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Abner Mikva Chastises Prosecutors for Publicity in High-Profile Cases #ABAChicago

Posted Jul 30, 2009 2:19 PM CDT
By James Podgers

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Retired federal judge Abner J. Mikva, who heads up a panel investigating clout in the admissions process at the University of Illinois, decried the growing practice by prosecutors of holding press conferences to announce indictments and other developments in high-profile corruption cases.

Patrick Fitzgerald, the U.S. attorney for the Northern District of Illinois, came under particular criticism from Mikva and other speakers at a panel during the ABA Annual Meeting on Thursday for his handling of publicity in connection with the arrest and indictment of former Illinois Gov. Rod Blagojevich on federal corruption charges. Blagojevich left office earlier this year after being convicted in impeachment proceedings by the Illinois General Assembly.

The problem, said Mikva, speaking at a program sponsored by the ABA Section of Administrative Law and Regulatory Practice, is that publicity by prosecutors tends to sway public opinion and taints the potential jury pool. In the case of Blagojevich, whose travails have attracted worldwide attention, that tainted jury pool might be more the size of an ocean, suggested Mikva, who was chief judge of the U.S. Circuit Court of Appeals for the District of Columbia before retiring from the bench.

“Where in the world can you find a neutral jury to hear the Blagojevich trial?”, asked Mikva. “He’s got to go elsewhere than me to find a friend, but he’s entitled to a fair trial.”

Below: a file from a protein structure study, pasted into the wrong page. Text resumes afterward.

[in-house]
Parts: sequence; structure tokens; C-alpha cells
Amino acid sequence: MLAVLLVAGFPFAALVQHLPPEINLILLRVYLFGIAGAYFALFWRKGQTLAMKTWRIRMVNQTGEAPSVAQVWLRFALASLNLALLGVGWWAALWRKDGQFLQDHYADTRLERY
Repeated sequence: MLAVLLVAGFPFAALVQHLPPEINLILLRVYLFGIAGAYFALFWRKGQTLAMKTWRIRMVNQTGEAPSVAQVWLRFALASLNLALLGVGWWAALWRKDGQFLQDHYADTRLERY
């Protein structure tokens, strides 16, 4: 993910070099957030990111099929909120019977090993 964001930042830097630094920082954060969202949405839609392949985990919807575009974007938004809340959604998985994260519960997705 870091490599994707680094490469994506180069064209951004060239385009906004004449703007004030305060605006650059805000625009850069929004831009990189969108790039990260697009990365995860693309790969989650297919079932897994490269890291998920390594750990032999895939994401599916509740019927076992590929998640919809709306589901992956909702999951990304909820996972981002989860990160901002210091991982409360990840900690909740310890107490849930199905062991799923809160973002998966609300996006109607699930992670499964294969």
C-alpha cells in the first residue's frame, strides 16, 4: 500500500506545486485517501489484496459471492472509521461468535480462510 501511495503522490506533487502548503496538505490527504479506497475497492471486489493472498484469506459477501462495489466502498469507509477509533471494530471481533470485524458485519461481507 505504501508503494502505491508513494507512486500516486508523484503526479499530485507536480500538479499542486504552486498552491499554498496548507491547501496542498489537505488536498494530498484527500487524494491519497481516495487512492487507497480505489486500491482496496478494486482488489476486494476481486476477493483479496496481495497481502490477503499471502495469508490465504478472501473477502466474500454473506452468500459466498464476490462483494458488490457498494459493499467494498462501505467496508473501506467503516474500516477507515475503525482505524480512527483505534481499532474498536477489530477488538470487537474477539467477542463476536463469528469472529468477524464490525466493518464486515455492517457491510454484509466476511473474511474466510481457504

Still, Mikva was quick to praise Fitzgerald for his overall handling of a number of high-profile corruption cases in Illinois. “I think very highly of Pat Fitzgerald, and he has done an outstanding job,” said Mikva. Publicity related to cases “is maybe our biggest disagreement. But if that’s the only disagreement I have with a prosecutor, we’re both in great shape.”

Mikva kept a low profile for much of the program as other speakers discussed how prosecutors handle public corruption investigations. When he finally did speak, about halfway through the 90-minute program, Mikva referred to the issue that is occupying his time right now.

“I thought you invited me to tell the audience how to get their kids into the University of Illinois,” he joked.

That investigation didn’t come up again, though, until Mikva was peppered by questions from local reporters after the program. His Admissions Review Commission appointed by Gov. Patrick Quinn is expected to issue its report by early next week. Mikva said the report will cover alleged clout-related admissions to the university’s law school, but it did not find any questionable admissions practices at the medical school.

His own view, said Mikva, is that the university’s trustees “all should offer their resignations, and Gov. Quinn should start out with a new body of his own choices.” But he added that the full commission has not decided whether to make that recommendation.

The commission found that some efforts to influence admissions take place at other schools, but nowhere does it appear to be as extensive as the University of Illinois. “Unfortunately, Illinois, as always, carried the process to an extreme,” he said.

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